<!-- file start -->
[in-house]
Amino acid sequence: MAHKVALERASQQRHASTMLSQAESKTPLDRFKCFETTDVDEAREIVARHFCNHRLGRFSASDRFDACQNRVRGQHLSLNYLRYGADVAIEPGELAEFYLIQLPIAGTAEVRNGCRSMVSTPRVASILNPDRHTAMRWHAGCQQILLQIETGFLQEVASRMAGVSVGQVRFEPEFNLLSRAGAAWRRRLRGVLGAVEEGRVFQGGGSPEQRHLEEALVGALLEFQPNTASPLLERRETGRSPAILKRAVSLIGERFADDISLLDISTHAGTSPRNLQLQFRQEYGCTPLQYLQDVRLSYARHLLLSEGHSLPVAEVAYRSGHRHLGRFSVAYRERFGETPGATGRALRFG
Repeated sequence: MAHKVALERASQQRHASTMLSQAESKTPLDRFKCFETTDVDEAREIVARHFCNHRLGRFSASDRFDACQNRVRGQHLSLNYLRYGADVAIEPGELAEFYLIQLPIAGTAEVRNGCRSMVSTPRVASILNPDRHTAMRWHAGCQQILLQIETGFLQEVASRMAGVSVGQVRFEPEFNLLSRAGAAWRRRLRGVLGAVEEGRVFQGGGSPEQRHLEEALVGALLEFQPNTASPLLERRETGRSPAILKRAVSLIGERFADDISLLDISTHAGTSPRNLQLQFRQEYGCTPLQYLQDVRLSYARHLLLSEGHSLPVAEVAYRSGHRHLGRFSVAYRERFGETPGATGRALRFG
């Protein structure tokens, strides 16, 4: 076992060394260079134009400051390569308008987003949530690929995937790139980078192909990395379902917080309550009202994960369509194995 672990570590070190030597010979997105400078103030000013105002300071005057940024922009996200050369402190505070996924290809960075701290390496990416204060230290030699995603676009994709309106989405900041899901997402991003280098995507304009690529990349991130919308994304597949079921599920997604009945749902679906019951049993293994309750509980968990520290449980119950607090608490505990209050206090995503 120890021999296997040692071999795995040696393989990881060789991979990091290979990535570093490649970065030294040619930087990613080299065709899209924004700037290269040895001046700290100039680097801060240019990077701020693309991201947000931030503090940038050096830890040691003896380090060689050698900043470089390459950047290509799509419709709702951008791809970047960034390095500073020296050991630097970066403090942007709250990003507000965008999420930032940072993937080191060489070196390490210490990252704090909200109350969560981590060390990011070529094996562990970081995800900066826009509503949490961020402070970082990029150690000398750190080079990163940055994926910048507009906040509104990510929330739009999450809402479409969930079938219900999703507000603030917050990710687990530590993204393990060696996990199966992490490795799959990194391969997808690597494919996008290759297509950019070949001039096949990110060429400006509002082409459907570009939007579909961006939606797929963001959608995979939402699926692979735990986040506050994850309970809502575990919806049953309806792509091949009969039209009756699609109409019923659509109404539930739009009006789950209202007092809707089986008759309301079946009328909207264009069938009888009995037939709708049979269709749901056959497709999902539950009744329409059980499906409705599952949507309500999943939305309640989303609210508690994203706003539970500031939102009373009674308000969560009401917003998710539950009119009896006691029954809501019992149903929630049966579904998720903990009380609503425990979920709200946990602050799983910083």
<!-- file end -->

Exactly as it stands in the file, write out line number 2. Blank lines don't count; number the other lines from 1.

Amino acid sequence: MAHKVALERASQQRHASTMLSQAESKTPLDRFKCFETTDVDEAREIVARHFCNHRLGRFSASDRFDACQNRVRGQHLSLNYLRYGADVAIEPGELAEFYLIQLPIAGTAEVRNGCRSMVSTPRVASILNPDRHTAMRWHAGCQQILLQIETGFLQEVASRMAGVSVGQVRFEPEFNLLSRAGAAWRRRLRGVLGAVEEGRVFQGGGSPEQRHLEEALVGALLEFQPNTASPLLERRETGRSPAILKRAVSLIGERFADDISLLDISTHAGTSPRNLQLQFRQEYGCTPLQYLQDVRLSYARHLLLSEGHSLPVAEVAYRSGHRHLGRFSVAYRERFGETPGATGRALRFG